Unexpectedly Intriguing!
September 17, 2009

Following John Whitehead's example, we're tapping our e-mail inbox today as a source of inspiration for what to post about today. And what a doozy we have! It seems that we've unintentionally provoked an angry reaction to our post considering the cost of breastfeeding versus formula. Our agitated reader, Michelle, writes:

In regards to the blogpost at: http://politicalcalculations.blogspot.com/2009/04/cost-of-breastfeeding-vs-formula.html, I believe there is a major flaw -- a biased one at that -- in your calculations. Why do you not include the time it takes to shop for, mix, and prepare formula? What about the cost for bottles, nipples, cleaning utensils? The time and resources (i.e., water) to clean the bottles afterwards? Why do you also not include the time it takes to feed an infant with formula, too? Does it just magically get from the bottle into the baby's belly somehow without taking time? I believe you only include the time factor for breastfeeding to try to strengthen your argument, which I believe is weaker than the argument for breastfeeding. I believe the burden of proof is on you to disprove the theory that breastfeeding is a better source of nutrition for an infant than human milk substitute. Prove that formula feeding is better! Do you really believe that something manmade (human milk substitute) from cows or plants is as good or superior to something human-made just for humans? If so, you've been duped by the manipulative advertising of the formula companies. I don't see your evaluation of the evidence FOR formula-feeding. If you're a true scientist, economist, mathemetician, whatever you are...then you would present the full possibilities in your calculations. It's otherwise completely biased in the favor (or at least I see that's the point here) of your flawed point of view. (And is it really necessary to put a link to other sites for the term "breastfeeding nazi"? That just proves the point that you are not a reliable source of information.)

Fair enough. Let's consider Michelle's major points one by one....

Why do you not include the time it takes to shop for, mix, and prepare formula? What about the cost for bottles, nipples, cleaning utensils? The time and resources (i.e., water) to clean the bottles afterwards?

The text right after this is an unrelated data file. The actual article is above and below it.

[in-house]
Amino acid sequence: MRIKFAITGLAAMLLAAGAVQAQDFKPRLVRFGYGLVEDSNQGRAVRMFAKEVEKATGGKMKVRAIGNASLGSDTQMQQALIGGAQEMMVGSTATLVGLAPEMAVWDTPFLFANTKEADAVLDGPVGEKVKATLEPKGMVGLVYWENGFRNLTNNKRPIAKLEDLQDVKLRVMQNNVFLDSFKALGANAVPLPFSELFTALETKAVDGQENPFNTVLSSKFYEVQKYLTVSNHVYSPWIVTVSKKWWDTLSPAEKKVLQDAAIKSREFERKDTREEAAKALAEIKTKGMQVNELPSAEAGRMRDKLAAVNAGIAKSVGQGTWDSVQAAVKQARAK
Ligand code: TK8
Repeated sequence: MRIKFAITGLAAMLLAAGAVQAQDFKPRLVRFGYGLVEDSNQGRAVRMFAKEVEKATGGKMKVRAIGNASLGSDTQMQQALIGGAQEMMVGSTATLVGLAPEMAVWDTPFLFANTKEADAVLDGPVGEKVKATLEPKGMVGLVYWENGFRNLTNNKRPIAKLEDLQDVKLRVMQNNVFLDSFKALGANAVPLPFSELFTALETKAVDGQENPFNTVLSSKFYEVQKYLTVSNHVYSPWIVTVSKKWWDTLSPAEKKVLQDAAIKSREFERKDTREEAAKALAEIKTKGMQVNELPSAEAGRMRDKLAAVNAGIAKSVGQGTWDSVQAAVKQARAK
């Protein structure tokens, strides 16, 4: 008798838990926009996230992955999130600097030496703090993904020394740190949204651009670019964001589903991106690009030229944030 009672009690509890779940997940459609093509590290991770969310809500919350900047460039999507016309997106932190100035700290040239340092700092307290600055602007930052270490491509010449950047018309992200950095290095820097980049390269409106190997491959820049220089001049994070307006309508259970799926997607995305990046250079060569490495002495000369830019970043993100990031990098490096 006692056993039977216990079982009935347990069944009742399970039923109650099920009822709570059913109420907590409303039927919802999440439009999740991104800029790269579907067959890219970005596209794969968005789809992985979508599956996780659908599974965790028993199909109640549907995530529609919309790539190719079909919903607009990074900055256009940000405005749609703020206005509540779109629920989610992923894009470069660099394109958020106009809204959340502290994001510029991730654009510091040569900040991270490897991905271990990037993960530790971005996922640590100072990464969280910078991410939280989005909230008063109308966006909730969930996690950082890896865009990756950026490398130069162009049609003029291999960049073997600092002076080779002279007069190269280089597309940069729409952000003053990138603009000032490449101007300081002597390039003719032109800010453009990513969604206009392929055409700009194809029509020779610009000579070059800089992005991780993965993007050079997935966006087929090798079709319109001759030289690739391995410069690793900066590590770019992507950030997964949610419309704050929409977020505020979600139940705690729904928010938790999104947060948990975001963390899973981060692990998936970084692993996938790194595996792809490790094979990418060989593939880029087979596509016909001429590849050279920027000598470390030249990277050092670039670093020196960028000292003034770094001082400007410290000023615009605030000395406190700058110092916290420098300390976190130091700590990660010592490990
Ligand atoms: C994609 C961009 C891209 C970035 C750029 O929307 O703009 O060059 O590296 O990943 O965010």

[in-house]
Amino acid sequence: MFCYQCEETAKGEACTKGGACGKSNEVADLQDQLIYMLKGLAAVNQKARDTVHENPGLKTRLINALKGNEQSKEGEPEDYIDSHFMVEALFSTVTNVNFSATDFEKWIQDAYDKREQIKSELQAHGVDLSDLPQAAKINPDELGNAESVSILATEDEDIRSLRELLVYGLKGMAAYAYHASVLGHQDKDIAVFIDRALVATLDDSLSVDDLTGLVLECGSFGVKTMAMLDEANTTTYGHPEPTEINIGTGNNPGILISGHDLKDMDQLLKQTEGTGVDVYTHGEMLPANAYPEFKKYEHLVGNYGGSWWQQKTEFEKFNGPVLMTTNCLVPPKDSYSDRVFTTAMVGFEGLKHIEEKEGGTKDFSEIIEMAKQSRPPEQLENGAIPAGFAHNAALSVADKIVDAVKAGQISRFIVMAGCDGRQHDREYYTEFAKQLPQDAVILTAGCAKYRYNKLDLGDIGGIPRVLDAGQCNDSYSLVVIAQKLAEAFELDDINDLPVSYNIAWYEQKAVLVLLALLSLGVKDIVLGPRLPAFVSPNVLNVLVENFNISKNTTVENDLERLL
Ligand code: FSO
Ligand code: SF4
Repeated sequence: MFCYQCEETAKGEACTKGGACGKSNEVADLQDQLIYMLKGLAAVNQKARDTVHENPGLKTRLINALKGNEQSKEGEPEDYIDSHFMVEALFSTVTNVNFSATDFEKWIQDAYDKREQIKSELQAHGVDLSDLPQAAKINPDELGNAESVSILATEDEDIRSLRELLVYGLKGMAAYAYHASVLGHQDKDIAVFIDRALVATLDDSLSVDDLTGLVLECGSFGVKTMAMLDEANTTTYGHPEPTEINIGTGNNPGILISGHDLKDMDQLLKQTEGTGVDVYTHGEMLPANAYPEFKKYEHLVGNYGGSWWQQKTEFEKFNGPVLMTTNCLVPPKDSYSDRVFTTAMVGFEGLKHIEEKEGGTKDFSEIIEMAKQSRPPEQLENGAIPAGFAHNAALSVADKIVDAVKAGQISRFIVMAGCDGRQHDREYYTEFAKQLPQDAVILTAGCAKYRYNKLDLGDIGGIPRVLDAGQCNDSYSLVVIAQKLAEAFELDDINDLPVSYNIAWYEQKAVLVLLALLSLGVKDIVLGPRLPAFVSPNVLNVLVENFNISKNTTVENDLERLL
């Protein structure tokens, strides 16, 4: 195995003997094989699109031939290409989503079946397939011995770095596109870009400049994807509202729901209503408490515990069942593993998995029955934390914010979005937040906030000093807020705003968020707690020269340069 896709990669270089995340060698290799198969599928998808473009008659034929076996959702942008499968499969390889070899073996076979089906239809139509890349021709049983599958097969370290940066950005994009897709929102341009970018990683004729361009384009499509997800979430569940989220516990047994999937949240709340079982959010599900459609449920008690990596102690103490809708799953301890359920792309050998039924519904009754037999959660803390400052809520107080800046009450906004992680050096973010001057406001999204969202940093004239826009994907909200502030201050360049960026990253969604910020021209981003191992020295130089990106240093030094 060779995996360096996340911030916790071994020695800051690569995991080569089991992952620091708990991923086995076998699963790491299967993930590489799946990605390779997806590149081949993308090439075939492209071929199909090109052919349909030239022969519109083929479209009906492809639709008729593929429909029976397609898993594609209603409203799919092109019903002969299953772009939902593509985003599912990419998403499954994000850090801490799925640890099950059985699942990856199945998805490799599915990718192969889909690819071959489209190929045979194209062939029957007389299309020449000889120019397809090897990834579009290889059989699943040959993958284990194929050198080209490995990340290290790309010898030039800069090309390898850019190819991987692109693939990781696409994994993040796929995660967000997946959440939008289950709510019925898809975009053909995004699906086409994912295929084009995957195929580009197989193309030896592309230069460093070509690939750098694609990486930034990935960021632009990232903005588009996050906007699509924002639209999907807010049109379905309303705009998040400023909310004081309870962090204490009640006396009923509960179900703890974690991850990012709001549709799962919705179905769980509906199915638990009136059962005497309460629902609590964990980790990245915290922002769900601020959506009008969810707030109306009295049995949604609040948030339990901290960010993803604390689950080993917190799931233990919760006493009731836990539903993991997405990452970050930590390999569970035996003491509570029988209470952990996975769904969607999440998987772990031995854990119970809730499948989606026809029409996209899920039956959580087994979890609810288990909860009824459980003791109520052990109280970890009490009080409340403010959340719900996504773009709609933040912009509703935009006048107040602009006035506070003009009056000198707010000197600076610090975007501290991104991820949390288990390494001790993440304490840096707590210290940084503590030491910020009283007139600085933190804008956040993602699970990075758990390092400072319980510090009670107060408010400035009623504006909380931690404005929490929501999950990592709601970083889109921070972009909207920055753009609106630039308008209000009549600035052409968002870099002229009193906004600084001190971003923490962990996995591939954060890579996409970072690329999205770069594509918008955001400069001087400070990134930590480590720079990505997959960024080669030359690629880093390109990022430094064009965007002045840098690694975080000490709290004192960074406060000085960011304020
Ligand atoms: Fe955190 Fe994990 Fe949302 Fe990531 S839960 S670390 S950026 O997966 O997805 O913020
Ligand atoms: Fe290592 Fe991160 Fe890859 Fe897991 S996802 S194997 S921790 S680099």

We also didn't consider the time it takes to shop for, mix and prepare the long-well established additional 600 calories of food per a day that a mother requires to breastfeed her child. Or the cost of dishes, cups and eating utensils used by the breastfeeding mother. Or the time and resources (i.e., water) to clean the dishes afterward.

Although we suspect these things would have equivalent expenses in terms of both cost and time to the comparable activities associated with the use of infant formula, it's quite possible that the expenses associated with breastfeeding are higher.

Why do you also not include the time it takes to feed an infant with formula, too? Does it just magically get from the bottle into the baby's belly somehow without taking time? I believe you only include the time factor for breastfeeding to try to strengthen your argument, which I believe is weaker than the argument for breastfeeding.

As we didn't have any data at the time to apply otherwise, we assumed that the time required for the child to consume formula is the same as that required for the child to breastfeed, which makes for a very direct comparison. As a result, the "savings per hour breastfeeding" figure provided by the tool is the savings that result from not using formula.

Then again, what if Michelle might be right? It could well be possible that formula-fed babies are faster eaters than their breastfed counterparts, which would reduce the savings per hour spent breastfeeding, thereby making formula more attractive.

I believe the burden of proof is on you to disprove the theory that breastfeeding is a better source of nutrition for an infant than human milk substitute. Prove that formula feeding is better!

One cannot "disprove" a theory, as one cannot prove a negative contention. This would be called "junk science." Fortunately, Michelle recognizes this and calls for formula feeding to be proven better.